The radio opaque dyes or contrast media, as they are appropriately called were initially used to study the digestive system. The development of intra vascular contrast media was a major game changer in the field of radiology. This led to the use of X-rays in evaluation of the urinary system and blood vessels in different parts of the human body. Thus, a huge new field of angiography was born. Further evolution in this field led to the growth of catheter-based interventions. Stenting to dilate a diseased artery and embolization or blocking of a bleeding vessel are part of this field. This minimally invasive way to diagnose and treat pathologies is called interventional radiology and is applied in both vascular and many non-vascular body parts.
Another big development in the field of radiology was the use of X-rays and other rays in treatment of cancers. This field is called as radio therapy or radiation oncology whose origin can be ascribed to the discovery of X-rays by Röntgen. Another closely related branch and an off shoot of radiology is Nuclear Medicine which uses radio pharmaceuticals to image and get functional information from human body. In recent years, the lines are getting blurred between these two specialities with the trend of fusion imaging such as PET-CT scanner.
The growth of modern imaging modalities
In the second half of the 20th century, particularly in the last three decades, there has been a paradigm shift in the practice of radiology with the advent of Ultrasound, Computed Tomography (CT) and Magnetic Resonance Imaging (MRI) in clinical practice.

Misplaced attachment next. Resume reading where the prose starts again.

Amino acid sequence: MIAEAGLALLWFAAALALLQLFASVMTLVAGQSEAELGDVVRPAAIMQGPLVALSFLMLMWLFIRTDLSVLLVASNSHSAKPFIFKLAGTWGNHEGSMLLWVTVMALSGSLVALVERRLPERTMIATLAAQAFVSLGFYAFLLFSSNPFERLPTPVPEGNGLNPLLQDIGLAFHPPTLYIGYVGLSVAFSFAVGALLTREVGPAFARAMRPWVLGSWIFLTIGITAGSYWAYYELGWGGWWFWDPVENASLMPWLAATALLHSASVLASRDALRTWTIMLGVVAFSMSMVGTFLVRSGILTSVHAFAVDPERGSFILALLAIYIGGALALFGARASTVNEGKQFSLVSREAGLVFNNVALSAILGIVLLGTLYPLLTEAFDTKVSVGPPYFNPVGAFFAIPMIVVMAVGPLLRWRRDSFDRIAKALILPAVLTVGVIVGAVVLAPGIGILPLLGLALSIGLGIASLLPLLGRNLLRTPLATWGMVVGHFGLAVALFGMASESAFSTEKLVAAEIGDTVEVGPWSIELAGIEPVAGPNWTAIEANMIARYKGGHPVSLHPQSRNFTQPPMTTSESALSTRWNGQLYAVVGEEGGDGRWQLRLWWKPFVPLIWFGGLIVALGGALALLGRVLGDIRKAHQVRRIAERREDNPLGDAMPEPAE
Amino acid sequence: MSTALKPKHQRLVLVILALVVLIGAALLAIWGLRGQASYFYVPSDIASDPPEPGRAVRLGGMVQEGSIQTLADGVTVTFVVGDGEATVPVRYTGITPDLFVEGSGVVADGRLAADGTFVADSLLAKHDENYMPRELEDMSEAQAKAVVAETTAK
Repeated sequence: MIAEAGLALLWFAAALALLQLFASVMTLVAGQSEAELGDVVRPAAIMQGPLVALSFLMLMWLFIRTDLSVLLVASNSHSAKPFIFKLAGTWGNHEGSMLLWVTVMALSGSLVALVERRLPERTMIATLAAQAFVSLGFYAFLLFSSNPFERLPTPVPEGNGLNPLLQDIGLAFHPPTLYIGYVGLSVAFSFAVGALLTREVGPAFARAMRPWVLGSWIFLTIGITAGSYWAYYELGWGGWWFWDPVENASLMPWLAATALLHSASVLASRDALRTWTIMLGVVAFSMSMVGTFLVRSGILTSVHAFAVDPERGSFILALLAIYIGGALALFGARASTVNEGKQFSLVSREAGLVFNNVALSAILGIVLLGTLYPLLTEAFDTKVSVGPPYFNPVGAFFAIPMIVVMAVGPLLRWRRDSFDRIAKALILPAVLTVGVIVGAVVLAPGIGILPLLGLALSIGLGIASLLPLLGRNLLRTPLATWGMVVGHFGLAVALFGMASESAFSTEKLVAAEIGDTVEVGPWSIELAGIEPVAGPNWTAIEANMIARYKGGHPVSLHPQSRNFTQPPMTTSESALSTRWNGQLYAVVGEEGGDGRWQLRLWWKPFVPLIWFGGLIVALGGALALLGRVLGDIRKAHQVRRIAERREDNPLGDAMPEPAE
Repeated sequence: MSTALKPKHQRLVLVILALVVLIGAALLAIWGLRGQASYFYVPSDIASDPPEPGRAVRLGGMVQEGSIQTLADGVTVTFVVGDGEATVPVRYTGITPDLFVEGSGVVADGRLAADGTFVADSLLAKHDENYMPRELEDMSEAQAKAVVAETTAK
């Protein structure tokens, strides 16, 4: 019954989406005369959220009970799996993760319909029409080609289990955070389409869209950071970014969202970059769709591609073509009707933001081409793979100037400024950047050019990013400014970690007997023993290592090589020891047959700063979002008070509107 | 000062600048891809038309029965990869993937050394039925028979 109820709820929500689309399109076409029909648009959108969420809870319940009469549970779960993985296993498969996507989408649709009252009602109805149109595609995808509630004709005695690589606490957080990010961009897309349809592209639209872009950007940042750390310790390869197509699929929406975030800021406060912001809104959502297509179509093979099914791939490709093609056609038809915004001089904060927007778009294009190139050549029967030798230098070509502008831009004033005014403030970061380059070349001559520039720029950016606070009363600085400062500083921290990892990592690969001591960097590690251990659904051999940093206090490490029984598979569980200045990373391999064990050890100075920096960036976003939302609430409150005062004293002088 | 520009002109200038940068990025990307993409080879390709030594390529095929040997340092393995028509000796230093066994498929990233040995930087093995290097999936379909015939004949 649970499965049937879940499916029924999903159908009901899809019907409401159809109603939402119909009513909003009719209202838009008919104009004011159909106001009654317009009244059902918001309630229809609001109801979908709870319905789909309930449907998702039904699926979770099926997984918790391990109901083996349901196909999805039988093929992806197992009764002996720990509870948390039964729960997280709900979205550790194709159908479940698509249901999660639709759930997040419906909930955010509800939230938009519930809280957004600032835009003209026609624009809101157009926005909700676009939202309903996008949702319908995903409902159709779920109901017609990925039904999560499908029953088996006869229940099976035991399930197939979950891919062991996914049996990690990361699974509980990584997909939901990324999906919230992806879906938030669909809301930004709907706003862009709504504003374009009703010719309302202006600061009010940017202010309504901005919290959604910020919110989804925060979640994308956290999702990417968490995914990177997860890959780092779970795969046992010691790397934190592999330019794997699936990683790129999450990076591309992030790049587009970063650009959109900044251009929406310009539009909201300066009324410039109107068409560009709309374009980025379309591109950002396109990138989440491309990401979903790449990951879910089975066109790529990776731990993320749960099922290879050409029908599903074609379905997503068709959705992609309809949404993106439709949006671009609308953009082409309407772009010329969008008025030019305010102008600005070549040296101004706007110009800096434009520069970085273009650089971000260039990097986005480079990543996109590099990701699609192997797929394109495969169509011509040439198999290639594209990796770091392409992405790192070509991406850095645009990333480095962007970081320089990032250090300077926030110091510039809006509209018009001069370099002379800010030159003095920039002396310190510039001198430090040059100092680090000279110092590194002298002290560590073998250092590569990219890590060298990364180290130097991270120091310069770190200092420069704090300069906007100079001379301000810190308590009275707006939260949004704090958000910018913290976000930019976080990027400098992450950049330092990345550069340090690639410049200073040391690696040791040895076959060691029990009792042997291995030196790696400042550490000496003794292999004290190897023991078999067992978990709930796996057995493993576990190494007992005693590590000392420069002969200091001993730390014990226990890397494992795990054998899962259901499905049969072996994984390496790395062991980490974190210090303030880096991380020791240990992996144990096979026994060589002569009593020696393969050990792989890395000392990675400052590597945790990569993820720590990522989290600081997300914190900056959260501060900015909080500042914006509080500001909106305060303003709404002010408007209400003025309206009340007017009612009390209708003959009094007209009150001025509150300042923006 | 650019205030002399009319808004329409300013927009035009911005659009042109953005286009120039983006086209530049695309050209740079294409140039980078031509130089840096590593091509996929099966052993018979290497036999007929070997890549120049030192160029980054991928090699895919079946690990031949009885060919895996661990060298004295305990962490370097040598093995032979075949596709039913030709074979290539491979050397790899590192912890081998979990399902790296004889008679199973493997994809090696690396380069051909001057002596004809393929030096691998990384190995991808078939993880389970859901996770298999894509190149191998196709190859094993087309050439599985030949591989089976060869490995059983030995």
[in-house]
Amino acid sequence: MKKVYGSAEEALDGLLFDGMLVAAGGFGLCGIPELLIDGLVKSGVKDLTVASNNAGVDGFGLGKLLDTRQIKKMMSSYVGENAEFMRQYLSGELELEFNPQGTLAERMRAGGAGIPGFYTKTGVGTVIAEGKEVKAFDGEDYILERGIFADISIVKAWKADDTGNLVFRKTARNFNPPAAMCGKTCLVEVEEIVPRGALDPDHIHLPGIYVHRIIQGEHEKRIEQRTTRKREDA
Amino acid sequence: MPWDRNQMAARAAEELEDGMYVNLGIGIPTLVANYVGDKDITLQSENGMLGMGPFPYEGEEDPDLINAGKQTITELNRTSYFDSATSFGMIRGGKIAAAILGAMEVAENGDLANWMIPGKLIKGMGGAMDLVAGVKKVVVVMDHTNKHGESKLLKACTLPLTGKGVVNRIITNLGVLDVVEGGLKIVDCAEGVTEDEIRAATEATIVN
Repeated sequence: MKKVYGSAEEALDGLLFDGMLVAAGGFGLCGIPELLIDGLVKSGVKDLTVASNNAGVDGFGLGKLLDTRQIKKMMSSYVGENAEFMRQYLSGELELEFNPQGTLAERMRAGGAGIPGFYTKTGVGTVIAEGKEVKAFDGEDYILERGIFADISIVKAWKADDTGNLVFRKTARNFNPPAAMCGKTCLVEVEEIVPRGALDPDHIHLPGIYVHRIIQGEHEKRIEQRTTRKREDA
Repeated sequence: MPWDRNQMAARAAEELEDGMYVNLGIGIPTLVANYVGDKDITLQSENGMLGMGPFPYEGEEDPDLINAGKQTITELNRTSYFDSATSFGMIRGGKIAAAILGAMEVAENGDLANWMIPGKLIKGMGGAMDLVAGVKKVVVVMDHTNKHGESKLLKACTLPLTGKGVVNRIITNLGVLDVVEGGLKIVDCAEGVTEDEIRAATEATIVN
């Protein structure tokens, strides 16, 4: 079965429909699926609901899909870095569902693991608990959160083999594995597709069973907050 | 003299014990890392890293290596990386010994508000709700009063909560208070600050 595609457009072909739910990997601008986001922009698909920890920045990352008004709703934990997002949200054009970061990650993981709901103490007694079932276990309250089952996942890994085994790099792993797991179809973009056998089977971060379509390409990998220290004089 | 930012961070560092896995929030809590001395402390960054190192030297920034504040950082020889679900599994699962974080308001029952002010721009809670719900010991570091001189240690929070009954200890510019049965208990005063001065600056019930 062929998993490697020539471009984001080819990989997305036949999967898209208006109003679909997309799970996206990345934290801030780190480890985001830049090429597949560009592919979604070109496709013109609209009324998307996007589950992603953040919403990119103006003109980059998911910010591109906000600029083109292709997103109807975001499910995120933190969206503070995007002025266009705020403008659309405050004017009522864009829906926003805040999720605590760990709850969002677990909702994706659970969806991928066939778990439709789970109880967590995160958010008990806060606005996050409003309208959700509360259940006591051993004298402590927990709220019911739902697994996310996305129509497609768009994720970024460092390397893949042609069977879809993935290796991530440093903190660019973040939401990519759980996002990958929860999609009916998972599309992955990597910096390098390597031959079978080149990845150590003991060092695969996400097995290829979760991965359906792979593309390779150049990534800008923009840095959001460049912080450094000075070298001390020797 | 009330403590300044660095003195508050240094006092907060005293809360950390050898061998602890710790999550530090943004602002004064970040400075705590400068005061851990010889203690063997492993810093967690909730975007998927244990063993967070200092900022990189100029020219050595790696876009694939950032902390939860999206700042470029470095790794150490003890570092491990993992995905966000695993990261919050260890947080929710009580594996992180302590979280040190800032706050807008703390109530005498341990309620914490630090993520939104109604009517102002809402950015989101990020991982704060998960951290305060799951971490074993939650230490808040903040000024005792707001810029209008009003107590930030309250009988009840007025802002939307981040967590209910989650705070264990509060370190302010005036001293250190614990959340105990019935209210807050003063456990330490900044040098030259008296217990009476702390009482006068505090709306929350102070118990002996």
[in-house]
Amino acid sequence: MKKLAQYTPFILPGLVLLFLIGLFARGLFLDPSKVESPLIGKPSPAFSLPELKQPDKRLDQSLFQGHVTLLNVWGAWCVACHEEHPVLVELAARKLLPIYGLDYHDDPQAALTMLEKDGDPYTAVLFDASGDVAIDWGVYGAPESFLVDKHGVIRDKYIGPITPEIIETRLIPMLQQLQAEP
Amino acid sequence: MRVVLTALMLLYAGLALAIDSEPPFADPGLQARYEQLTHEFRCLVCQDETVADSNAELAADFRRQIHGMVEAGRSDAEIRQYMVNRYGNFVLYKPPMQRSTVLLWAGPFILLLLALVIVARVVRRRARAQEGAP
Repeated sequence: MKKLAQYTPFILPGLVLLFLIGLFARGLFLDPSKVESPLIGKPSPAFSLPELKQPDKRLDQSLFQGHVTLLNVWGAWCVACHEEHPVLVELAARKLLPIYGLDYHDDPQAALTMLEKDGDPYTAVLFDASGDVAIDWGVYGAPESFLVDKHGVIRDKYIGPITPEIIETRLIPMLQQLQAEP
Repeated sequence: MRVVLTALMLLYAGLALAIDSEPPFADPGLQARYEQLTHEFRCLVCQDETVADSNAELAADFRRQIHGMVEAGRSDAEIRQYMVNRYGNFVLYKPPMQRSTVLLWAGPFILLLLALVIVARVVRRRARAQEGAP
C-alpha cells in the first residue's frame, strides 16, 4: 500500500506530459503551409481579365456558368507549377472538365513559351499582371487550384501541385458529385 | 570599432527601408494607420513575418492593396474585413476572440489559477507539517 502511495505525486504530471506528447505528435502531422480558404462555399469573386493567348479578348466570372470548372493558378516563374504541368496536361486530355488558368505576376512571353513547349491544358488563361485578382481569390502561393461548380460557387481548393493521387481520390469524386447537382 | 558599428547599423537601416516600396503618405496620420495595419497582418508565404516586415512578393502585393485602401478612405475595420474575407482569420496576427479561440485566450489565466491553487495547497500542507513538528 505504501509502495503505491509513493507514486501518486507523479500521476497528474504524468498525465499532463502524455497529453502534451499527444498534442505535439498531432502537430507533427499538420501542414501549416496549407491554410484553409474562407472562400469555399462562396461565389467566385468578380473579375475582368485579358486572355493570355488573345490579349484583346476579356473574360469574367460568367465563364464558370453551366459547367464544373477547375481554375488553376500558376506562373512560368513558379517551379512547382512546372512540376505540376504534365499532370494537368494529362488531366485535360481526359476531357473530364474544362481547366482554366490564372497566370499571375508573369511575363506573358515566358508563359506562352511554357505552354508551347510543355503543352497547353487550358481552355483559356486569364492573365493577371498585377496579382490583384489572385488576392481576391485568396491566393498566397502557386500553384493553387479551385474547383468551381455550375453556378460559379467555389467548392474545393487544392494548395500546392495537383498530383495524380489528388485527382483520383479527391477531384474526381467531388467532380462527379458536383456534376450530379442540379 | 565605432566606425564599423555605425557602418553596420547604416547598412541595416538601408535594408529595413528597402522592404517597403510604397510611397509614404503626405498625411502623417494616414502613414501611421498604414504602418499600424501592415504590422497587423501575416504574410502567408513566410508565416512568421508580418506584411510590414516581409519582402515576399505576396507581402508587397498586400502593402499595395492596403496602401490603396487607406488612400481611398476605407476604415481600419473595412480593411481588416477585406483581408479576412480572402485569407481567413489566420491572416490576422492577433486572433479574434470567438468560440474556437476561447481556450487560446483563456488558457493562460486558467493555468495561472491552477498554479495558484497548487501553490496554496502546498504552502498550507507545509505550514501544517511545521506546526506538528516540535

Ultrasound was a known scientific fact for many years before its first clinical use in 1970s. It is a safe imaging tool without the use of ionising radiation that images almost the whole body and also the foetus in a mother’s womb. The latter use is one of the most important application of ultrasound or sonography. One of the key advantages of ultrasound is that it can be used at patient’s bed side.
The CT scan also came into clinical use during the 1970s in the UK. It was initially dedicated to head imaging only but with improvements in technology, imaging for “whole body systems” became available. The CT scan uses X rays to create cross-sectional images of the body. One of the chief advantages of CT scan is its speed with the new generation scanners imaging large body parts in just few seconds.
Magnetic Resonance Imaging (MRI) came into wide clinical use in the 1980s. It is an advanced imaging modality with excellent resolution of different structures in the body and does not use potentially harmful ionising radiation.
This sums up, in short, the discovery of X-rays, its initial turbulent but eventful years and later growth of radiology as an important medical branch. The various imaging modalities are now central to patient care and have become so routine in modern clinical practice that now we cannot imagine a hospital without a radiology department.